By 1 March, the Electoral Commission had registered 2.622 million voters, or 93% of the 2.809 million eligible and is now open to hearing claims and objections, begins March 1. Though there have been a few reported cases of electoral list and polling booth tampering, particularly in one district of Hebron by Hamas supporters, this phase has progressed generally without incident. Other issues have yet to be settled. As listed by Hani al-Masri the director of the Ramallah-based Masarat think tank, they include:

  • lowering the age of candidates
  • raising the percentage of women’s participation [currently a 26% minimum)
  • regulating the resignations of public employees
  • lowering the fees for participating lists (now $20,000)
  • resolving which police force will guard election booths in Gaza 
  • determining whether the presidential election is for the president of Palestine as well as for the president of the Palestinian Authority (PA). 

However, past progress and resolutions on issues in dispute have increased the belief that elections will actually be held. The idea of a joint Hamas-Fatah list seems to have been dropped, but it has yet to be seen whether Hamas will retain its commitment not to run a candidate for president not to take the positions of the Prime Minister or Foreign Minister in any national unity government.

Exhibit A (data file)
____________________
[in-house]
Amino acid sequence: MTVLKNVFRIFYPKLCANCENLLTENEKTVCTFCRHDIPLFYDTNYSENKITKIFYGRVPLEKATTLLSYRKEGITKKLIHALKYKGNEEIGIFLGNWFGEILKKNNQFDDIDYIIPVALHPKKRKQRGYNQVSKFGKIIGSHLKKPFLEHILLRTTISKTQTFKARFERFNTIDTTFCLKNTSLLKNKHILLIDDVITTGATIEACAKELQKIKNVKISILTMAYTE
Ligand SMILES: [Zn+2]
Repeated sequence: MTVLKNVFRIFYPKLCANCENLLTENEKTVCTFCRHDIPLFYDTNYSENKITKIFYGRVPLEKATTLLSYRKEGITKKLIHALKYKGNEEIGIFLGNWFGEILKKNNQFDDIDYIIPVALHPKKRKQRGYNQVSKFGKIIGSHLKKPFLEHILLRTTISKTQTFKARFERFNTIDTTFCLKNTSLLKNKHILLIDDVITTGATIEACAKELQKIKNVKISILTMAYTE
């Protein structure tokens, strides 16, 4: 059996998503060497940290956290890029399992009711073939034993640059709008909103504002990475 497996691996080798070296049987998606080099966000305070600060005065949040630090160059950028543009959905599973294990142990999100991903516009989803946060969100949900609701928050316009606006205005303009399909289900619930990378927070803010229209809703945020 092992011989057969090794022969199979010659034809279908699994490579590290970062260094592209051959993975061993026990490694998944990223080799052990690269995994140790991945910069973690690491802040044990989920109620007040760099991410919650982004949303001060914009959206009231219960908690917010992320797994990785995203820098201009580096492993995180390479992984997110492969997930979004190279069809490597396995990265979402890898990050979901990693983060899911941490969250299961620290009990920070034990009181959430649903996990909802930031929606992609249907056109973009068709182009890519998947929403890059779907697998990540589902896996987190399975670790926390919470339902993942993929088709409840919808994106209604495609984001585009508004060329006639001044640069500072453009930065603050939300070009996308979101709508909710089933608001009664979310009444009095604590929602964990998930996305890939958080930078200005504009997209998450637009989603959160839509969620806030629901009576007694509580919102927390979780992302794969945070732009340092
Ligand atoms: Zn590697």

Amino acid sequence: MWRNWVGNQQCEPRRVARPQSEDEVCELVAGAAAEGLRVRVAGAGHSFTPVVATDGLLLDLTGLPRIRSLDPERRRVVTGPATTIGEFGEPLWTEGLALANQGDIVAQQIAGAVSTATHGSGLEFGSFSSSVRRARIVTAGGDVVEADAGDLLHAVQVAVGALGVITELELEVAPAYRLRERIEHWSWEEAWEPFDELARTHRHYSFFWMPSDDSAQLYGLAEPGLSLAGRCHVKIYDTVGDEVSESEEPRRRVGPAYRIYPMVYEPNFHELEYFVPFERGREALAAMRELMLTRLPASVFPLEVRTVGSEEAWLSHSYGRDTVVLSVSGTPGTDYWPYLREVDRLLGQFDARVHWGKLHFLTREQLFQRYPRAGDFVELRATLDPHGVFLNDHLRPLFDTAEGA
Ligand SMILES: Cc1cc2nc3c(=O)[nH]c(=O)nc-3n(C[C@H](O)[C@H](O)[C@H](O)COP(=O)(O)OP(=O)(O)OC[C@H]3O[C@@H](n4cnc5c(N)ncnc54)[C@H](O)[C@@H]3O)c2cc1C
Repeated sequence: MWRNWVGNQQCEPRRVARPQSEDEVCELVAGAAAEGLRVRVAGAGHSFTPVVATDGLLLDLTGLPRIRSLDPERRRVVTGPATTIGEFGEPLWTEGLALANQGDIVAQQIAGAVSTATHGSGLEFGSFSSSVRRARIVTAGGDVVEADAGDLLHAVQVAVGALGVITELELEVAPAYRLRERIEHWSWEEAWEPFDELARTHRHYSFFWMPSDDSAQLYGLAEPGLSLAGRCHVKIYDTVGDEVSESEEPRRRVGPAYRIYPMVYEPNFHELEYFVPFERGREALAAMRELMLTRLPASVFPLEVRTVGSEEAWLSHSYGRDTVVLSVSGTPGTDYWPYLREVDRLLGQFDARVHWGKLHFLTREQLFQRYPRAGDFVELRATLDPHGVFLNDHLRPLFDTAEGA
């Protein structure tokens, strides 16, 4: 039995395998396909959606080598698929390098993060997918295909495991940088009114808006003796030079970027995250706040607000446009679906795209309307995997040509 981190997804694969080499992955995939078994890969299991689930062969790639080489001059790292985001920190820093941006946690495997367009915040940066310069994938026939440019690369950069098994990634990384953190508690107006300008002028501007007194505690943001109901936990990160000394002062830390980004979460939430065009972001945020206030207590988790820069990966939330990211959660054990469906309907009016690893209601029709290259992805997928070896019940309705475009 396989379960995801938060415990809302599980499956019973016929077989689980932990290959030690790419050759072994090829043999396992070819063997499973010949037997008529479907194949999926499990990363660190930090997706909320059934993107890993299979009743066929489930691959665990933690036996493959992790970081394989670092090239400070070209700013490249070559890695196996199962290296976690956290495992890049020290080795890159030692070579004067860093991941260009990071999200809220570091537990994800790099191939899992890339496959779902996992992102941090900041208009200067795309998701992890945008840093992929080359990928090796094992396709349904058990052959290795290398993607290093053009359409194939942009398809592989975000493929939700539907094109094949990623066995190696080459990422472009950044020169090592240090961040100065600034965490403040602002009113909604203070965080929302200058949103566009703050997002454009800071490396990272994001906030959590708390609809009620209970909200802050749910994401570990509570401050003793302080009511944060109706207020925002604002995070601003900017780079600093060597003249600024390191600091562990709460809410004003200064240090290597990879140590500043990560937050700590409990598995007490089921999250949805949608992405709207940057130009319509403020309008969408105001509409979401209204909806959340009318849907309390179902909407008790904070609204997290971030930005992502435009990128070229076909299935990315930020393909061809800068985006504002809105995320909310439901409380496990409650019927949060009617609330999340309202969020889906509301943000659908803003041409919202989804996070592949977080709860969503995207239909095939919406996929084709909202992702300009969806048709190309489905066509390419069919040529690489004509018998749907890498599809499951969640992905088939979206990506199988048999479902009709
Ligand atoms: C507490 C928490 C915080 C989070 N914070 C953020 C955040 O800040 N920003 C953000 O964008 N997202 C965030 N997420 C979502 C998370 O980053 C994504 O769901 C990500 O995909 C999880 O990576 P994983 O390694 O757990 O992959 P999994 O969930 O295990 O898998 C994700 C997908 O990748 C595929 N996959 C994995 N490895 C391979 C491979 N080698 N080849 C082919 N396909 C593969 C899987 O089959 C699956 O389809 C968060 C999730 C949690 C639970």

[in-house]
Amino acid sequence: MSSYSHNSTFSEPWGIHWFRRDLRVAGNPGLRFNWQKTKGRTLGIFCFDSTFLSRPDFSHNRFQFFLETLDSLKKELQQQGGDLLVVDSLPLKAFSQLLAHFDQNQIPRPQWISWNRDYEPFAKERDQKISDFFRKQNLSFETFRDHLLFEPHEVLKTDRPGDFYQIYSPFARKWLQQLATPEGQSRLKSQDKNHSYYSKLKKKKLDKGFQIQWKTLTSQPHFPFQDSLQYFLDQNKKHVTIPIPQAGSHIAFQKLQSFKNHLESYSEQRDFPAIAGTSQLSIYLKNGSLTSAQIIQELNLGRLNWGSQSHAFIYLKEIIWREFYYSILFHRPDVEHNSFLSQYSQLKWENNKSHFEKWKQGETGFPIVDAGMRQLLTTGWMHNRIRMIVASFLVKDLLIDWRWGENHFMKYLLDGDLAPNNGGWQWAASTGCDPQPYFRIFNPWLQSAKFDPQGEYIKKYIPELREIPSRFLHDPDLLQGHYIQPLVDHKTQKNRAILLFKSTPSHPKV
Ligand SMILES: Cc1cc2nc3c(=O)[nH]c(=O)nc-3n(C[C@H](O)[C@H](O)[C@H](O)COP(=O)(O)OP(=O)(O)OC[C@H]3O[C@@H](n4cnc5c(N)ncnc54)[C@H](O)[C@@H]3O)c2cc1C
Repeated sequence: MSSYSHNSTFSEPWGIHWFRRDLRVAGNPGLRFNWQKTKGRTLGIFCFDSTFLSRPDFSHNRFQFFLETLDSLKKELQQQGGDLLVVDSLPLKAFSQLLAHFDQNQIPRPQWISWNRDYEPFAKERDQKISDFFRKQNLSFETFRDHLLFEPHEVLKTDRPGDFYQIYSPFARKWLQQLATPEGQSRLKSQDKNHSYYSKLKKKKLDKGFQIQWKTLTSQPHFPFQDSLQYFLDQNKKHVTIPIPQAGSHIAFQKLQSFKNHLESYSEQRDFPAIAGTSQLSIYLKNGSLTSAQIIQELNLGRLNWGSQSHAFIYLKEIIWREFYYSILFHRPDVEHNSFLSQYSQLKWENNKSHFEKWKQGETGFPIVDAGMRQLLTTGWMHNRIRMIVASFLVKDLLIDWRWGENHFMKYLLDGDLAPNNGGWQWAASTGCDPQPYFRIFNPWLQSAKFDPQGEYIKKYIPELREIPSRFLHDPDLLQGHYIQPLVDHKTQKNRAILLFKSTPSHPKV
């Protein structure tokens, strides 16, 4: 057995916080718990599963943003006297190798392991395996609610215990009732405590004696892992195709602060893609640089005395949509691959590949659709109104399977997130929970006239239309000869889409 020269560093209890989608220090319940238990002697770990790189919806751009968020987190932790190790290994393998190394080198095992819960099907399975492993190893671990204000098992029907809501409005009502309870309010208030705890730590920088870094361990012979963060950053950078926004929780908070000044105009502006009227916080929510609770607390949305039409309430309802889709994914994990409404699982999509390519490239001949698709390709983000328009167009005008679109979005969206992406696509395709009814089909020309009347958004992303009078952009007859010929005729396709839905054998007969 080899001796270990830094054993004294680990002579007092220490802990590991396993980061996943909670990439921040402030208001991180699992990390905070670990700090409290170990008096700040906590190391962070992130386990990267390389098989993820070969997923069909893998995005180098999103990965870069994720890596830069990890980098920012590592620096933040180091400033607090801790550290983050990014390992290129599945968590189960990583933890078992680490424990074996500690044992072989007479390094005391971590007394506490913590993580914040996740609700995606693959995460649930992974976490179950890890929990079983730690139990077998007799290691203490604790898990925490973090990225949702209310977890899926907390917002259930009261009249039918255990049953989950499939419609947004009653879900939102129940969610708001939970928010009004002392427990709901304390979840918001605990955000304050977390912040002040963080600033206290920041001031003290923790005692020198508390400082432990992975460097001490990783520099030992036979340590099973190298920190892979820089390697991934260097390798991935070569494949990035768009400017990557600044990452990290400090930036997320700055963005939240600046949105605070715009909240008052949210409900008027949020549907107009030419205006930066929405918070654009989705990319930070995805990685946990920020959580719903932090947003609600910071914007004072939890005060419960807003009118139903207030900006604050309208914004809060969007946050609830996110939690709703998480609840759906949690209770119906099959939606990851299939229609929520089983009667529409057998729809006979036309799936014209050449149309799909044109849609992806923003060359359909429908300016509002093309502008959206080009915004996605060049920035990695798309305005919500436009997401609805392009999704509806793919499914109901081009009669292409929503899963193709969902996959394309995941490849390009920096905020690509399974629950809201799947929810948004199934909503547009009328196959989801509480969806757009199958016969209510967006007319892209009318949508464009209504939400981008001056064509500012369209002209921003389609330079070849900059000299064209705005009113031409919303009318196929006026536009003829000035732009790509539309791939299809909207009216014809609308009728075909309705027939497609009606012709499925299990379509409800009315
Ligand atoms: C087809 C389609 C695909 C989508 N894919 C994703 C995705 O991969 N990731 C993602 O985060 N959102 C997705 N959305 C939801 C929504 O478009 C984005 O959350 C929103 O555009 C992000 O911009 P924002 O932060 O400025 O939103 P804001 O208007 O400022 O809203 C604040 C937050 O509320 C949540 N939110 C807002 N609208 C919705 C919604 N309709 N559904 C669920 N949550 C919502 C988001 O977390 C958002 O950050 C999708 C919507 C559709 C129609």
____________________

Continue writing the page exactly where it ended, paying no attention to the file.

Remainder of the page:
However, other very serious issues remain. One relates to negotiations with Israel over elections in East Jerusalem, But even before then, both Hamas and Fatah have to iron out internal divisions within each organization. Hamas has evidently resolved or is on the verge of resolving its internal divisions by agreeing to divide the presidency of the party within versus outside Palestine, with the former head of Hamas’ politburo, Khaled Meshaal, becoming Hamas’ leader outside of Palestine and Ismael Haniyeh retaining his leadership of the Hamas politburo within Palestine.

However, the divisions within Fatah go much deeper. There are fourteen Palestinian parties competing. In reality, there are four main groups in competition which have to decide whether they will run as a joint list or whether they will run as separate lists, thereby weakening their position in competing with Hamas. Abbas has been adamant in insisting that no one affiliated with Fatah can run of a separate list.